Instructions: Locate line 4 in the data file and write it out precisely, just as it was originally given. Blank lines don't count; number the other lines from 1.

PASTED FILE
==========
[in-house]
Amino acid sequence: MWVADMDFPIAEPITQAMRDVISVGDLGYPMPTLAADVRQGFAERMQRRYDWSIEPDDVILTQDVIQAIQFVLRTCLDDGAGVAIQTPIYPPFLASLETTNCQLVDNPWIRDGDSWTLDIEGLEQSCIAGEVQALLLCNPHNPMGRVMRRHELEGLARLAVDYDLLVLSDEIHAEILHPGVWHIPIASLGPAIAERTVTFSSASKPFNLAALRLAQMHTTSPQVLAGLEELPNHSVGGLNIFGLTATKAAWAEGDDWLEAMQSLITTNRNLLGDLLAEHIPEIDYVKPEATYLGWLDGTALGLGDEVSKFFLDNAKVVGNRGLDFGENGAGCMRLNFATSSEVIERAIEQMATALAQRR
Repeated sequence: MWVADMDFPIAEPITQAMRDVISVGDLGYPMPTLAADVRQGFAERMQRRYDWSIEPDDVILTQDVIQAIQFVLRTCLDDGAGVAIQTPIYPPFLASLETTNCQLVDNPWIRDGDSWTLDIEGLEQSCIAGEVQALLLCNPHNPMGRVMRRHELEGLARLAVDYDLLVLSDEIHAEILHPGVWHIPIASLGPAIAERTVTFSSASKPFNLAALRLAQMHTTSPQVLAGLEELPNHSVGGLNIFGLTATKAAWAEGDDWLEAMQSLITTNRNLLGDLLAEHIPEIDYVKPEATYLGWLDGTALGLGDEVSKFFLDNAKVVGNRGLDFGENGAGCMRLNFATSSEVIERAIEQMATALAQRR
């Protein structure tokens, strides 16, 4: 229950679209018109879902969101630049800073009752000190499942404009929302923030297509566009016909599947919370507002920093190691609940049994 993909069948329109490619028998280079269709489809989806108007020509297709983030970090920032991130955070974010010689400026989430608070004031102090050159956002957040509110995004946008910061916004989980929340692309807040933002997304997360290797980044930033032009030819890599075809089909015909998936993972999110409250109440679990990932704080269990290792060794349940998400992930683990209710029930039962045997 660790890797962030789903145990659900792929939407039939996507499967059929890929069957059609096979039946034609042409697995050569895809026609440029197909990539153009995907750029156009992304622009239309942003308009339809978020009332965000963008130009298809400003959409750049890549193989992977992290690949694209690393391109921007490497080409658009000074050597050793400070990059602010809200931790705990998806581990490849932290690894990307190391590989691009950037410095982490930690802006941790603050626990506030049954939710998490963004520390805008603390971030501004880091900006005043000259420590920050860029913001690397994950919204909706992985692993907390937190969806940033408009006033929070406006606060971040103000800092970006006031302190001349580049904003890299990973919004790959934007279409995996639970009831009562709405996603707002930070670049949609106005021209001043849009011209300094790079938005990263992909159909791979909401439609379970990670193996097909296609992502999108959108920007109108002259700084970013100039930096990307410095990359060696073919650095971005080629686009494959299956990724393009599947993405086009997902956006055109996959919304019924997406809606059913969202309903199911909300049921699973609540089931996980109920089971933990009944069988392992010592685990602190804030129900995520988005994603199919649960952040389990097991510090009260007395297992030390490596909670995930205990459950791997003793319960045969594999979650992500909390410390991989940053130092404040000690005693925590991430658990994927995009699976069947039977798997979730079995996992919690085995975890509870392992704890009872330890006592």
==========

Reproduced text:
């Protein structure tokens, strides 16, 4: 229950679209018109879902969101630049800073009752000190499942404009929302923030297509566009016909599947919370507002920093190691609940049994 993909069948329109490619028998280079269709489809989806108007020509297709983030970090920032991130955070974010010689400026989430608070004031102090050159956002957040509110995004946008910061916004989980929340692309807040933002997304997360290797980044930033032009030819890599075809089909015909998936993972999110409250109440679990990932704080269990290792060794349940998400992930683990209710029930039962045997 660790890797962030789903145990659900792929939407039939996507499967059929890929069957059609096979039946034609042409697995050569895809026609440029197909990539153009995907750029156009992304622009239309942003308009339809978020009332965000963008130009298809400003959409750049890549193989992977992290690949694209690393391109921007490497080409658009000074050597050793400070990059602010809200931790705990998806581990490849932290690894990307190391590989691009950037410095982490930690802006941790603050626990506030049954939710998490963004520390805008603390971030501004880091900006005043000259420590920050860029913001690397994950919204909706992985692993907390937190969806940033408009006033929070406006606060971040103000800092970006006031302190001349580049904003890299990973919004790959934007279409995996639970009831009562709405996603707002930070670049949609106005021209001043849009011209300094790079938005990263992909159909791979909401439609379970990670193996097909296609992502999108959108920007109108002259700084970013100039930096990307410095990359060696073919650095971005080629686009494959299956990724393009599947993405086009997902956006055109996959919304019924997406809606059913969202309903199911909300049921699973609540089931996980109920089971933990009944069988392992010592685990602190804030129900995520988005994603199919649960952040389990097991510090009260007395297992030390490596909670995930205990459950791997003793319960045969594999979650992500909390410390991989940053130092404040000690005693925590991430658990994927995009699976069947039977798997979730079995996992919690085995975890509870392992704890009872330890006592």